The Steel City has a legendary history of supernatural activity. Some groups, such as East Hills Paranormal Journey, are brave enough to explore it, while others just opt for the thrill of the unknown.
By Sonu Babu
Photo: ScareHouse, located inside the Galleria at Pittsburgh Mills, is, according to its website: an “annual tradition for fright fans” celebrating “twenty years of fears.” Courtesy of ScareHouse
In the 1860s, a wealthy man named Charles Congelier built his dream mansion in Pittsburgh’s Northside. By the end of the 20th century, the stately home, located at 1129 Ridge Ave.—now a parking lot— was referred to as the “most haunted house in America.”
According to legend, Congelier lived with his wife Lyda and maid Essie. It is said that Lyda murdered the two of them when she saw that they were having an affair.
Historian and Northside Chronicle contributor David Rotenstein tells the story on his blog, History Sidebar. He adds that in 1927, storage tanks at the Equitable Gas Company along the Ohio River exploded and killed close to 30 people, including a woman named Mary Cancelliere, who lived at that same address.
Although the “Congelier House” is no longer standing, many believe the original location of the home to be a hotspot for supernatural activity.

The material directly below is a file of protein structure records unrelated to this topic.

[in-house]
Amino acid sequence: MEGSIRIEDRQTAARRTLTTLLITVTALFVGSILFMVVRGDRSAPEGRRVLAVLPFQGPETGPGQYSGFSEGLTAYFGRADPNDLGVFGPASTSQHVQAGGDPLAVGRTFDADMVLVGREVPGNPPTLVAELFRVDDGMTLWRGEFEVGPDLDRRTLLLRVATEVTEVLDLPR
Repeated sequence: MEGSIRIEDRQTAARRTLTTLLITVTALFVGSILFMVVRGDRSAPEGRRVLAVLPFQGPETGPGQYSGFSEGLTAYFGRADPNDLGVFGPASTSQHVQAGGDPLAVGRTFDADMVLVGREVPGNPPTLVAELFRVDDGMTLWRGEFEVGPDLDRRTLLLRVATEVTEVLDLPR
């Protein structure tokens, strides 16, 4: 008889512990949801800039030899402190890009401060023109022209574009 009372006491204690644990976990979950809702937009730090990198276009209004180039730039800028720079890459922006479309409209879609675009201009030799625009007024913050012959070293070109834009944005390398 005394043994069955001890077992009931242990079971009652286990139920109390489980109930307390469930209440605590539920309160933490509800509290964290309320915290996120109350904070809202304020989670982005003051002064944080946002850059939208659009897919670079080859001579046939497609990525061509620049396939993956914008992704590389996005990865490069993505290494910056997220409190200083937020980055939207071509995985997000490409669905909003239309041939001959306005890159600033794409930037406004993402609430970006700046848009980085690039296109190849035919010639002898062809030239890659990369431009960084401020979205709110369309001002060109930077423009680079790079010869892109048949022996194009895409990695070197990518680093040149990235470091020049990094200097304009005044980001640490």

East Hills Paranormal Journey
Pittsburgh has its fair share of haunted places with rich histories such as the Congelier House. There’s Spring Hill Brewing, formerly the Workingmen’s Beneficial Union social hall, for example, which was featured on the Travel Channel’s show Ghost Bait. Photo Antiquities on East Ohio Street, too: The museum includes exhibits of post-mortem photographs, popular around 1840, and “spirit” photos, which The Northside Chronicle reported “require a double-exposure technique which gives the illusion that someone or something in a particular photo is translucent or ghost-like.”
From haunted mansions to horror movies, people enjoy getting scared and learning more about creepy occurrences. While some simply stumble upon unsettling incidents, others, like Josh Shelton from East Hills Paranormal Journey, enjoy seeking them out. The objective of the group is to uncover the truth behind unsolved crimes and history throughout the Northside and surrounding areas. For Josh, who has been ghost hunting for about 13 years, it’s about the excitement of the hunt.
“History these days seems to be covered up and falsified,” said Shelton. “Allegheny County is rich in mystery.”
He became interested in the supernatural by watching ghost hunting TV shows. Once East Hills started to get their name out, a lot of people began to call the group and ask them to do investigations.